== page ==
March 06, 2019

Adelaide Festival – ‘Experiencing’ cruelty and its consequences through transparent acting

La Reprise. Histoire(s) du theatre (1)
Conceived and directed by Milo Rau
Space Theatre, Adelaide Festival Centre
March 4. Bookings:
Tickets: $30- $79. Duration: 90 mins (no interval)
Until March 7.

La Reprise, (The Repetition) a Belgian-German collaboration developed by director, Milo Rau, is an anatomy of a murder. It is also a careful dissection of the business and strategies of theatre. This intriguing essay on human transgression wittily explores its own best ways for making us, not just understand, but ‘experience’ cruelty and its consequences.

From the outset we are told it is based on a real crime. In 2012, in the Belgian town of Liege, four young men set upon, and brutally murdered, Ihsane Jarfi, a 32 year old gay man of North African descent. His naked body was found ten days later. The men were tried and found guilty.

Even from the opening statements (from actor Sabri Saad al Hamus) Rau’s brilliantly inventive production tells us this is theatre performed with new rules. Acting should be transparent and without ego. Sabri says it is like delivering a pizza. It’s not about the delivery person, it’s all about the pizza.

Just to remind us of the tricks of the trade, like Prospero, Sabri summons up a fog machine and delivers a haunting fragment from Hamlet – as his father’s ghost in Act I. This is the first of many prefigurings: telling us that tragic theatre enables the dead to speak, and be avenged.

Using a mix of live video feed and stage performance, a panel auditions actors to tell Jarfi’s tragic story. Suzy Cocco, cast as the dead man’s mother, is quizzed about her life, her Italian background, and whether she would perform nude.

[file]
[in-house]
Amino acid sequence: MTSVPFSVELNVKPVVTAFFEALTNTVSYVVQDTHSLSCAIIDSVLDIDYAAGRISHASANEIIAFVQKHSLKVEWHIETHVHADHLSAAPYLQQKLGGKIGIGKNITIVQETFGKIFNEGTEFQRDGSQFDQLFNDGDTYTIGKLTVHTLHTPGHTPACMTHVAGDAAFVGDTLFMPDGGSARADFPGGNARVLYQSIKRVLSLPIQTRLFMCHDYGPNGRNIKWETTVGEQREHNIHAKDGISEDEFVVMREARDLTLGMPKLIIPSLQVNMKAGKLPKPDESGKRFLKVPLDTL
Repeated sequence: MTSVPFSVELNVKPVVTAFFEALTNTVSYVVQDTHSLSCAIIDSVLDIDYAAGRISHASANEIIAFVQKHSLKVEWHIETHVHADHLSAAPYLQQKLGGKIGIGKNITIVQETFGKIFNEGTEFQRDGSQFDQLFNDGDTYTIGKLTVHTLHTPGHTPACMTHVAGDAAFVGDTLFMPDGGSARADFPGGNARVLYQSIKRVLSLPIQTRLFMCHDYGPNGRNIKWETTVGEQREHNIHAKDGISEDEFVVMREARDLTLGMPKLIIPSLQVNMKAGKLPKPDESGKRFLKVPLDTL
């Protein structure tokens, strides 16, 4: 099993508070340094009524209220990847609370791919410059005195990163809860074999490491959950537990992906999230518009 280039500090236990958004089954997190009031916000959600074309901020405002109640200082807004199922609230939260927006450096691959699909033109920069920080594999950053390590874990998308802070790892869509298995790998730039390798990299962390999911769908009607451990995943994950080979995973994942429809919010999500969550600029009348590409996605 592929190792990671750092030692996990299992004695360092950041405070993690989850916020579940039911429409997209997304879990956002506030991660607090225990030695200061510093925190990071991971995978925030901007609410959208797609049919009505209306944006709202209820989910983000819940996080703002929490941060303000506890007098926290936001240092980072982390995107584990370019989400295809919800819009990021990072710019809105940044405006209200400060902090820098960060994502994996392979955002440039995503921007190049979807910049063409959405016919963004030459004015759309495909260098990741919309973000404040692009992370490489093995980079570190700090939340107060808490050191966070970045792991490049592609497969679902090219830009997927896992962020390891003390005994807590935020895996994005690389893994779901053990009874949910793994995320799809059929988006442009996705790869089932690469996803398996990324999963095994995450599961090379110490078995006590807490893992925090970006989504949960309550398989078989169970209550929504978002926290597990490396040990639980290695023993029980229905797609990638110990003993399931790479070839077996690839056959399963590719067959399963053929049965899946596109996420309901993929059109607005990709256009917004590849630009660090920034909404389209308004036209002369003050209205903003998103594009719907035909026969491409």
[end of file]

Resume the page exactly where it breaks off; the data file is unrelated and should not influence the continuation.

Fabian Leeders, chosen as one of the killers, the feckless Wintgens, talks about his music interests (Aphex Twin, which later re-appears as the score) and is instructed to kiss a female interviewer, and then feign hitting her.

Tom Adjibi, who plays Jarfi like a martyred angel, talks about being typecast by ethnicity and his love for the music of Purcell. Every apparently random comment or detail is re-incorporated as the events of the crime are re-enacted and evaluated.

The staging is flawlessly assured as the camera moves from bedroom to nightclub to the Volkswagen car where the violence unfolds. The production circles remorselessly closer to the crime itself.

Performed in a miasma of stage fog, with Godard-like black and white close-ups on the screen, the murder sequence reprises the audition kissing, and the blows to the body with carefully timed sound effects. We are both inside the sickening violence and analysing the dynamics of impulsive behaviour.

La Reprise is innovative, intricate, beautifully judged, unforgettable pizza indeed.

“ ‘Experiencing’ cruelty and its consequences through transparent acting” The Australian, March 5, 2019, p.14.

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